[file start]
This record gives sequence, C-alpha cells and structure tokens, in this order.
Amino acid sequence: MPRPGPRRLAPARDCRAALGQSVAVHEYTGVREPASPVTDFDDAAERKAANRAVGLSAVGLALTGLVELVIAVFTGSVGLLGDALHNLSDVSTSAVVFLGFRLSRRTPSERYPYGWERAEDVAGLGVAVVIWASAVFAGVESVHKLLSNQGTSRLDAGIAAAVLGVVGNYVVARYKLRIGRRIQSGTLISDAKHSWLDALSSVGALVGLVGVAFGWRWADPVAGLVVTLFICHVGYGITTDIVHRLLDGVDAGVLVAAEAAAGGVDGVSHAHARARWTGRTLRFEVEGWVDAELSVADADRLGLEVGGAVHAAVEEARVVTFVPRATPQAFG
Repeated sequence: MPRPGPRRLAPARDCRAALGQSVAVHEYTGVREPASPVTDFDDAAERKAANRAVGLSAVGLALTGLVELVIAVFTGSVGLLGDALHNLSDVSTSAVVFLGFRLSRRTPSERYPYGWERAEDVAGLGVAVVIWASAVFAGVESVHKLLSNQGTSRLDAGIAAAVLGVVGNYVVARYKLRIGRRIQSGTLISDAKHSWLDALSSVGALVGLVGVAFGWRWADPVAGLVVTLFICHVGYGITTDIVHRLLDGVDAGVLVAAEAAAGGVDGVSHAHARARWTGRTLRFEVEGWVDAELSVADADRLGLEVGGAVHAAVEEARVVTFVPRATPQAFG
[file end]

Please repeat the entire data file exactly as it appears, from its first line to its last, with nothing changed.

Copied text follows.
This record gives sequence, C-alpha cells and structure tokens, in this order.
Amino acid sequence: MPRPGPRRLAPARDCRAALGQSVAVHEYTGVREPASPVTDFDDAAERKAANRAVGLSAVGLALTGLVELVIAVFTGSVGLLGDALHNLSDVSTSAVVFLGFRLSRRTPSERYPYGWERAEDVAGLGVAVVIWASAVFAGVESVHKLLSNQGTSRLDAGIAAAVLGVVGNYVVARYKLRIGRRIQSGTLISDAKHSWLDALSSVGALVGLVGVAFGWRWADPVAGLVVTLFICHVGYGITTDIVHRLLDGVDAGVLVAAEAAAGGVDGVSHAHARARWTGRTLRFEVEGWVDAELSVADADRLGLEVGGAVHAAVEEARVVTFVPRATPQAFG
Repeated sequence: MPRPGPRRLAPARDCRAALGQSVAVHEYTGVREPASPVTDFDDAAERKAANRAVGLSAVGLALTGLVELVIAVFTGSVGLLGDALHNLSDVSTSAVVFLGFRLSRRTPSERYPYGWERAEDVAGLGVAVVIWASAVFAGVESVHKLLSNQGTSRLDAGIAAAVLGVVGNYVVARYKLRIGRRIQSGTLISDAKHSWLDALSSVGALVGLVGVAFGWRWADPVAGLVVTLFICHVGYGITTDIVHRLLDGVDAGVLVAAEAAAGGVDGVSHAHARARWTGRTLRFEVEGWVDAELSVADADRLGLEVGGAVHAAVEEARVVTFVPRATPQAFG